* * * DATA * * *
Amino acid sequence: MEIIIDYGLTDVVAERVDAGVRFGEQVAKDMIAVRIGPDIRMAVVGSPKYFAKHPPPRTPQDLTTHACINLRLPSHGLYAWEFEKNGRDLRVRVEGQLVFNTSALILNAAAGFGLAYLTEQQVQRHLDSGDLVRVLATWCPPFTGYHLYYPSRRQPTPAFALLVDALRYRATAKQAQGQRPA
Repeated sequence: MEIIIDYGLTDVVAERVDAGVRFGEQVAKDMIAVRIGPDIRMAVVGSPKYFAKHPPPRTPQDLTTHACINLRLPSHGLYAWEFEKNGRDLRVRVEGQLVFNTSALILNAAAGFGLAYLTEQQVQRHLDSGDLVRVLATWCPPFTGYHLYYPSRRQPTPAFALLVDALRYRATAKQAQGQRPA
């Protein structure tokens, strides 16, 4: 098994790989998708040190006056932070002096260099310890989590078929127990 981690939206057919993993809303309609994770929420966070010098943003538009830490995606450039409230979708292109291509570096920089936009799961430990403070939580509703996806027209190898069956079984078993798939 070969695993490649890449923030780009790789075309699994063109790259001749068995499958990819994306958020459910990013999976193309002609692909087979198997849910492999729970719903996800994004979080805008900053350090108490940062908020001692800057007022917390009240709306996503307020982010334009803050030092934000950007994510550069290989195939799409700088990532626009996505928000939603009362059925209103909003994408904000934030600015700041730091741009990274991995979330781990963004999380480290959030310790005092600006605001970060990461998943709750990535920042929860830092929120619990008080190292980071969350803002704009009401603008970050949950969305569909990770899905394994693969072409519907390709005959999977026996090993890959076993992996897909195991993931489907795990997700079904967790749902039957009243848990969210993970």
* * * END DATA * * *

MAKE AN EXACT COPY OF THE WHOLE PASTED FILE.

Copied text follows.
Amino acid sequence: MEIIIDYGLTDVVAERVDAGVRFGEQVAKDMIAVRIGPDIRMAVVGSPKYFAKHPPPRTPQDLTTHACINLRLPSHGLYAWEFEKNGRDLRVRVEGQLVFNTSALILNAAAGFGLAYLTEQQVQRHLDSGDLVRVLATWCPPFTGYHLYYPSRRQPTPAFALLVDALRYRATAKQAQGQRPA
Repeated sequence: MEIIIDYGLTDVVAERVDAGVRFGEQVAKDMIAVRIGPDIRMAVVGSPKYFAKHPPPRTPQDLTTHACINLRLPSHGLYAWEFEKNGRDLRVRVEGQLVFNTSALILNAAAGFGLAYLTEQQVQRHLDSGDLVRVLATWCPPFTGYHLYYPSRRQPTPAFALLVDALRYRATAKQAQGQRPA
């Protein structure tokens, strides 16, 4: 098994790989998708040190006056932070002096260099310890989590078929127990 981690939206057919993993809303309609994770929420966070010098943003538009830490995606450039409230979708292109291509570096920089936009799961430990403070939580509703996806027209190898069956079984078993798939 070969695993490649890449923030780009790789075309699994063109790259001749068995499958990819994306958020459910990013999976193309002609692909087979198997849910492999729970719903996800994004979080805008900053350090108490940062908020001692800057007022917390009240709306996503307020982010334009803050030092934000950007994510550069290989195939799409700088990532626009996505928000939603009362059925209103909003994408904000934030600015700041730091741009990274991995979330781990963004999380480290959030310790005092600006605001970060990461998943709750990535920042929860830092929120619990008080190292980071969350803002704009009401603008970050949950969305569909990770899905394994693969072409519907390709005959999977026996090993890959076993992996897909195991993931489907795990997700079904967790749902039957009243848990969210993970």